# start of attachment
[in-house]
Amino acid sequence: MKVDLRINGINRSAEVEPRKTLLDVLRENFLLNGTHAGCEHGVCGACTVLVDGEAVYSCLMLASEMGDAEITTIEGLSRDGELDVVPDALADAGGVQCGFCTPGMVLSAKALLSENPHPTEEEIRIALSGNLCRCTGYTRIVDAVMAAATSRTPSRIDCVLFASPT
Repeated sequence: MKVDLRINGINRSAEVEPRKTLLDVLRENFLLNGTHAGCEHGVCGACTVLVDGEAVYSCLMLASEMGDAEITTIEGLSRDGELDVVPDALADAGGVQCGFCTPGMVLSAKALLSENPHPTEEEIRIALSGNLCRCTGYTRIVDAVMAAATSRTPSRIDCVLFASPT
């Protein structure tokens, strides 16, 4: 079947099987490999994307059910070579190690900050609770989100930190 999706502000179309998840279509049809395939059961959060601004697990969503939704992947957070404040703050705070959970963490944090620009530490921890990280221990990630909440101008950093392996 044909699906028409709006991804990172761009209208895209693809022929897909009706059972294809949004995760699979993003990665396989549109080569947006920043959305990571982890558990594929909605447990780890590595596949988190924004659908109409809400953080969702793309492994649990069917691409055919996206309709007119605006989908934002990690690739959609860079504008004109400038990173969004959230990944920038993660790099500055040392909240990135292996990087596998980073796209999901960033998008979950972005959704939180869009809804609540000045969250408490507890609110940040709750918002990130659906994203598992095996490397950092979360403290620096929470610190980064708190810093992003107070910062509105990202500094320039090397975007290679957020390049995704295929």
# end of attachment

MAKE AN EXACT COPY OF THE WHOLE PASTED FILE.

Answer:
[in-house]
Amino acid sequence: MKVDLRINGINRSAEVEPRKTLLDVLRENFLLNGTHAGCEHGVCGACTVLVDGEAVYSCLMLASEMGDAEITTIEGLSRDGELDVVPDALADAGGVQCGFCTPGMVLSAKALLSENPHPTEEEIRIALSGNLCRCTGYTRIVDAVMAAATSRTPSRIDCVLFASPT
Repeated sequence: MKVDLRINGINRSAEVEPRKTLLDVLRENFLLNGTHAGCEHGVCGACTVLVDGEAVYSCLMLASEMGDAEITTIEGLSRDGELDVVPDALADAGGVQCGFCTPGMVLSAKALLSENPHPTEEEIRIALSGNLCRCTGYTRIVDAVMAAATSRTPSRIDCVLFASPT
């Protein structure tokens, strides 16, 4: 079947099987490999994307059910070579190690900050609770989100930190 999706502000179309998840279509049809395939059961959060601004697990969503939704992947957070404040703050705070959970963490944090620009530490921890990280221990990630909440101008950093392996 044909699906028409709006991804990172761009209208895209693809022929897909009706059972294809949004995760699979993003990665396989549109080569947006920043959305990571982890558990594929909605447990780890590595596949988190924004659908109409809400953080969702793309492994649990069917691409055919996206309709007119605006989908934002990690690739959609860079504008004109400038990173969004959230990944920038993660790099500055040392909240990135292996990087596998980073796209999901960033998008979950972005959704939180869009809804609540000045969250408490507890609110940040709750918002990130659906994203598992095996490397950092979360403290620096929470610190980064708190810093992003107070910062509105990202500094320039090397975007290679957020390049995704295929």